One of my favorite experiments, in our biotech program at Seattle Central Community College, was when my students sequenced promoters that they had cloned from E. coli . I liked this activity because it pulled lots of pieces together and allowed the students to connect the dots between the DNA sequences that regulate gene expression, the DNA sequences that code for proteins, and the protein sequences themselves.
Now, thanks to LiCOR, other students can do this, too.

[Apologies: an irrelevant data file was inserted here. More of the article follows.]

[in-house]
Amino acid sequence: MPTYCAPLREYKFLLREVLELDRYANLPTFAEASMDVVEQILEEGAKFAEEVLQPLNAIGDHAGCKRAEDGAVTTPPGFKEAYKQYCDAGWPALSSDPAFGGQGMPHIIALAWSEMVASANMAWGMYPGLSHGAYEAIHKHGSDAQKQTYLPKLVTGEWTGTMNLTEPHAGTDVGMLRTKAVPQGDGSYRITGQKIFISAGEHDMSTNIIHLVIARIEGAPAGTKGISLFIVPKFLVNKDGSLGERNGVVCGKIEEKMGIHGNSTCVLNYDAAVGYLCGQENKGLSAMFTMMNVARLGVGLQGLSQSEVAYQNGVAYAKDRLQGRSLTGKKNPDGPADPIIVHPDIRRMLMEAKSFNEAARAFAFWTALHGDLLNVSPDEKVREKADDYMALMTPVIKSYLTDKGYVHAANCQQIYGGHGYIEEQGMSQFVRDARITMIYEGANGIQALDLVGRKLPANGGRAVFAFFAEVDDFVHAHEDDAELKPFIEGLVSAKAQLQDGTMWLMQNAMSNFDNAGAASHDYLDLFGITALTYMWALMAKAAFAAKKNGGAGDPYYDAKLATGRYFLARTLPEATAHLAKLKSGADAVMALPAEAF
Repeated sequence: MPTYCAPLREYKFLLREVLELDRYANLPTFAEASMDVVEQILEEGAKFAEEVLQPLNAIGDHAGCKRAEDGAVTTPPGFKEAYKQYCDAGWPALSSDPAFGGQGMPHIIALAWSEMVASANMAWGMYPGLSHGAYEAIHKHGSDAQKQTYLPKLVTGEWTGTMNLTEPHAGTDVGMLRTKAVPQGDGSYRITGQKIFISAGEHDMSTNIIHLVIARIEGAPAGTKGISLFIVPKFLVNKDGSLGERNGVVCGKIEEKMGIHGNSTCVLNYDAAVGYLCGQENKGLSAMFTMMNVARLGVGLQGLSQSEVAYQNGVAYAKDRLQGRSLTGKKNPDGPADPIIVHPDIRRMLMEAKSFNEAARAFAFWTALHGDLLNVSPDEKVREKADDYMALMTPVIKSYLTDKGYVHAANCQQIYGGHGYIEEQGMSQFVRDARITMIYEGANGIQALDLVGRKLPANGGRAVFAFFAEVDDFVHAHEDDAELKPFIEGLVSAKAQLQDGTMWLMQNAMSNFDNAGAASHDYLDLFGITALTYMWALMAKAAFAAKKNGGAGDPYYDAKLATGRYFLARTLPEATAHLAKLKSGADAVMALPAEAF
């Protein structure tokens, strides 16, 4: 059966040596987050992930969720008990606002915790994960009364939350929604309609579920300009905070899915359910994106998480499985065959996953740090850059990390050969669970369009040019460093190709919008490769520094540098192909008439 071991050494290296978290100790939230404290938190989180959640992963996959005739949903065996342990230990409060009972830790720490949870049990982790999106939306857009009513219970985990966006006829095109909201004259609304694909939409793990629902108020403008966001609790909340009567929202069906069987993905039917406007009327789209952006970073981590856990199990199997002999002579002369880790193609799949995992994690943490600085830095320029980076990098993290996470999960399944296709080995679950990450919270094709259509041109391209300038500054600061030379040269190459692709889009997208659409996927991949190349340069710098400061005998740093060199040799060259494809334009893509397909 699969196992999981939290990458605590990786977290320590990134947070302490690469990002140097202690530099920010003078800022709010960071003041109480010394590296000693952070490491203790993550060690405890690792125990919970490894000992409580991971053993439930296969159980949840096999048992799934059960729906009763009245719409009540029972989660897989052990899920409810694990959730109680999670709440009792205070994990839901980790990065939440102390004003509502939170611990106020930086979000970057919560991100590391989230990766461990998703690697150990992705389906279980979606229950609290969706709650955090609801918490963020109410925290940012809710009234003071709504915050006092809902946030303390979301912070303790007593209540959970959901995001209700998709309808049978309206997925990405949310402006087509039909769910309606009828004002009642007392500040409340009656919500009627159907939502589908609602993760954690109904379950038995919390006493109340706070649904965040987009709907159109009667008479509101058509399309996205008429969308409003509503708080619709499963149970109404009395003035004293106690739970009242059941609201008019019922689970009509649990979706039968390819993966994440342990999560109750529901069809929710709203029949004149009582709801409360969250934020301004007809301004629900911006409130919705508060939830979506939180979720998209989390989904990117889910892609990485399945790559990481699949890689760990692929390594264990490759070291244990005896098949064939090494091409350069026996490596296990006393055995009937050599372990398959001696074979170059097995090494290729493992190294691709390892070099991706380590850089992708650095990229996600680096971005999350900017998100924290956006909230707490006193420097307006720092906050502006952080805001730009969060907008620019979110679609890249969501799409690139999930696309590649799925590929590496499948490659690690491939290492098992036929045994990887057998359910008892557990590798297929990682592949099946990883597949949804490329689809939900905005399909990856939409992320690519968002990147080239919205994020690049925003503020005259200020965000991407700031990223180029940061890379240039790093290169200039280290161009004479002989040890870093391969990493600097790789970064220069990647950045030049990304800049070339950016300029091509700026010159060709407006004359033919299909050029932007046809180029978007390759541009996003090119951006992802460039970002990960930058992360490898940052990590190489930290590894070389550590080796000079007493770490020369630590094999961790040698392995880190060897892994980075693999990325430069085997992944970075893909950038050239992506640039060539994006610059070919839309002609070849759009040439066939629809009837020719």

LiCOR has $1.75 million in cash if you want to start sequencing DNA.
The requirements are here. I’m biased, of course, since I started sequencing DNA in 1984. But, I’m convinced, and others seem to be too, learning about DNA is still a great way to learn about life.
1. S. G. Porter and T.M. Smith. 2000. Bioinformatics in the Biotechnology Classroom. J. of Industrial Microbiology and Biotechnology 24:314-318.